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Master of Psychology
(Occupational Mental Health)
The Australian Defence Force in conjunction with the University of
Adelaide is offering a unique new University program that has been
developed to enhance professional skills in the field of Defence Force
Successful graduates will gain a broad understanding of Defence
psychology and as well as develop the relevant skills and training
relating to mental health promotion and clinical practice.
The application form and details of the course can be found at
For additional information regarding the course contact
Mr Shane Latimer,
National Training Coordinator,
ADF Centre for Mental Health
May 13, 2010
JUST as fitness training is
known to provide numer-
ous health benefits such as
lower resting heart rates and
increasing musculoskeletal strength,
incorrectly applied training can lead
to raised resting heart rates and
The terms health and fitness are
often combined when considering the
physical well being of an individual.
One of the key factors tipping fit-
ness training from improving health to
degrading health, is training intensity
or 'how hard' the training is.
Unfortunately, many ADF person-
nel often train long and hard to ensure
they are at their physical best. Every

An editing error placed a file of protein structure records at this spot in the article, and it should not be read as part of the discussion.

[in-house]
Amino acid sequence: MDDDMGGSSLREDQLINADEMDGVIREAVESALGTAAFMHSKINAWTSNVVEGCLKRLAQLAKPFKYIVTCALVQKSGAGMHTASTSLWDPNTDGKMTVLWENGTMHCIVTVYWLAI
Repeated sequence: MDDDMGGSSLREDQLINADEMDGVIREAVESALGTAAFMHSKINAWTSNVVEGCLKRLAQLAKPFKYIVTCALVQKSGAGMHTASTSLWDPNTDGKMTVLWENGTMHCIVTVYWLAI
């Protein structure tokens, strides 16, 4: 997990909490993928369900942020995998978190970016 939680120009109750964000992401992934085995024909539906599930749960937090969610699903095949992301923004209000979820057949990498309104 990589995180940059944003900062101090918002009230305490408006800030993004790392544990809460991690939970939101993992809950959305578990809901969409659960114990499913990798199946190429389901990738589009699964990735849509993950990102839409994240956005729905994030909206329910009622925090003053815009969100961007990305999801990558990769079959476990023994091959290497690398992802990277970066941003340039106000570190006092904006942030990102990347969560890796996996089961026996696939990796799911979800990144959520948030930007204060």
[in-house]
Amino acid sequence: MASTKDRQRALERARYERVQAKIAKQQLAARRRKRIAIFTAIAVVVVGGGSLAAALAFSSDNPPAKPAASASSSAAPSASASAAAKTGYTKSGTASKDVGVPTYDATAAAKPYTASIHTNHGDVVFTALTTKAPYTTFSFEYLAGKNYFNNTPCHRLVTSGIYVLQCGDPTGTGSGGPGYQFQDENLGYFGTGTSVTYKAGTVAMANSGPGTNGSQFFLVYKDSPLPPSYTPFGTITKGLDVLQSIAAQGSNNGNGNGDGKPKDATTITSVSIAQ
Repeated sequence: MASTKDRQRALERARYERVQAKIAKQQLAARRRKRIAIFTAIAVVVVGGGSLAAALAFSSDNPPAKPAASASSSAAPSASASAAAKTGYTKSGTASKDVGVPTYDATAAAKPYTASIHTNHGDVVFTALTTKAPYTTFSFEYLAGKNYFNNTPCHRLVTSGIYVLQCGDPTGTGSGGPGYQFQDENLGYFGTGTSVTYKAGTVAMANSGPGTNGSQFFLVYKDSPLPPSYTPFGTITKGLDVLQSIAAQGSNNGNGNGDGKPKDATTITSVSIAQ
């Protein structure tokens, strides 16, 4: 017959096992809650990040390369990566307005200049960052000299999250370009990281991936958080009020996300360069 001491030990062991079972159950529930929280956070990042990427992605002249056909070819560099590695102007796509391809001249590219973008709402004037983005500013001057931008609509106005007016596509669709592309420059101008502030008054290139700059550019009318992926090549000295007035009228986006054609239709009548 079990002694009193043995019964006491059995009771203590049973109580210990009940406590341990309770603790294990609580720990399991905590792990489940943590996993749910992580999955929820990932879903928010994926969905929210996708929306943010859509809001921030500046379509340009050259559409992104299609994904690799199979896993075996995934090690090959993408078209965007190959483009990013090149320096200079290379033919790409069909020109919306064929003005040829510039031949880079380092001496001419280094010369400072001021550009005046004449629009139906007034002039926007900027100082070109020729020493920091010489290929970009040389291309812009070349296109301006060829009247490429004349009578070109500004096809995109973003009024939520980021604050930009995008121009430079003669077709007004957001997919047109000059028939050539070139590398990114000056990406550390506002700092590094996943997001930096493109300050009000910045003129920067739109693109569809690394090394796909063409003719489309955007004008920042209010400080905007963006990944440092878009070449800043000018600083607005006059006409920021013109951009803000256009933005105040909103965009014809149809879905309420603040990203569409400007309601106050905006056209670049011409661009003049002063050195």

session is a nose-bleeding, lung-bust-
Go hard or go home
Within this mindset lies a poten-
tial problem. Consider the elite ath-
lete. They train hard to ensure they are
the best they can be, but not continu-
ously. Unlike an ADF member, they
don't try to maintain peak performance
Elite athletes are on specially
designed programs that include peri-
ods of low-intensity training in order
to allow their bodies to recover.
These athletes only train near maxi-
mal intensities for short periods around
their competitive season.
Remember that elite athletes are
often injured. Think of Shane Warne's
shoulder or Jana Pitman's knee.
Even with specialised training pro-
grams and diets, hard continuous train-
ing will take its toll.
A road to injury
Long, hard, repetitive fitness work
may not necessarily increase your
health but may lead you on the road
to injury. What does this mean for
you? While hard training sessions are
important for physiological and psy-
chological hardening, avoid training
Monitor your session intensity and
understand what training intensities
you should be working in for your
Contact your local PTI for some
great advice on determining and moni-
toring your session intensity.
Think about it
To build solid career-long fitness
takes time and it should be approached
progressively and thoughtfully. After
all, how do you eat an elephant? One
mouthful at a time.
While fitness may increase health, LEUT
Rob Orr says it can also decrease it.
Mix your training program
with sessions of lower
intensity exercise and
Follow sessions of high
intensity (like forced rep-
etitions with weights or
high-intensity interval train-
ing) with easier recovery
Gradually progress in train-
ing to the higher intensity
Listen to your body (exces-
sive tiredness, loss of
appetite and constant nig-
gling injuries are all signs
that you are overdoing it).
If you think you're over-
training, consider these
Working up a sweat: Overdoing your training may harm your good health.
Photo by Cpl Melina Mancuso
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